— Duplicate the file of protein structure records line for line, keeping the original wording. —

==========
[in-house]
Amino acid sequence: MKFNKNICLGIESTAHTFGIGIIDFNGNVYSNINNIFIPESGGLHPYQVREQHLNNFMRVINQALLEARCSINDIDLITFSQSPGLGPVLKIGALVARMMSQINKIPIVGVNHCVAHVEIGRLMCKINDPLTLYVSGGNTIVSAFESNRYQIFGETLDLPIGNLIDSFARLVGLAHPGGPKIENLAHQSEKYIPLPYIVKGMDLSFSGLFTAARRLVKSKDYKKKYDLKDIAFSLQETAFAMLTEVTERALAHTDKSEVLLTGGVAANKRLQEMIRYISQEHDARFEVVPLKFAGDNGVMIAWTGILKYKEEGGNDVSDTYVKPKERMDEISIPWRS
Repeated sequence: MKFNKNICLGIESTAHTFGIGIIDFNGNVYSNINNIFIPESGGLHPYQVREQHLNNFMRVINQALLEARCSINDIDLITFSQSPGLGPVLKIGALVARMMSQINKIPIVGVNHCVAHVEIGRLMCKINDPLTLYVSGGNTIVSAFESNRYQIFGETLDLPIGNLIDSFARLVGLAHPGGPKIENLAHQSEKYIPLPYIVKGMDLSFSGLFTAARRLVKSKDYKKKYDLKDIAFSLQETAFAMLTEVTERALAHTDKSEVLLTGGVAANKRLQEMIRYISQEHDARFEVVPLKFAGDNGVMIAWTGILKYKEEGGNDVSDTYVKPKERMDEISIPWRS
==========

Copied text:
[in-house]
Amino acid sequence: MKFNKNICLGIESTAHTFGIGIIDFNGNVYSNINNIFIPESGGLHPYQVREQHLNNFMRVINQALLEARCSINDIDLITFSQSPGLGPVLKIGALVARMMSQINKIPIVGVNHCVAHVEIGRLMCKINDPLTLYVSGGNTIVSAFESNRYQIFGETLDLPIGNLIDSFARLVGLAHPGGPKIENLAHQSEKYIPLPYIVKGMDLSFSGLFTAARRLVKSKDYKKKYDLKDIAFSLQETAFAMLTEVTERALAHTDKSEVLLTGGVAANKRLQEMIRYISQEHDARFEVVPLKFAGDNGVMIAWTGILKYKEEGGNDVSDTYVKPKERMDEISIPWRS
Repeated sequence: MKFNKNICLGIESTAHTFGIGIIDFNGNVYSNINNIFIPESGGLHPYQVREQHLNNFMRVINQALLEARCSINDIDLITFSQSPGLGPVLKIGALVARMMSQINKIPIVGVNHCVAHVEIGRLMCKINDPLTLYVSGGNTIVSAFESNRYQIFGETLDLPIGNLIDSFARLVGLAHPGGPKIENLAHQSEKYIPLPYIVKGMDLSFSGLFTAARRLVKSKDYKKKYDLKDIAFSLQETAFAMLTEVTERALAHTDKSEVLLTGGVAANKRLQEMIRYISQEHDARFEVVPLKFAGDNGVMIAWTGILKYKEEGGNDVSDTYVKPKERMDEISIPWRS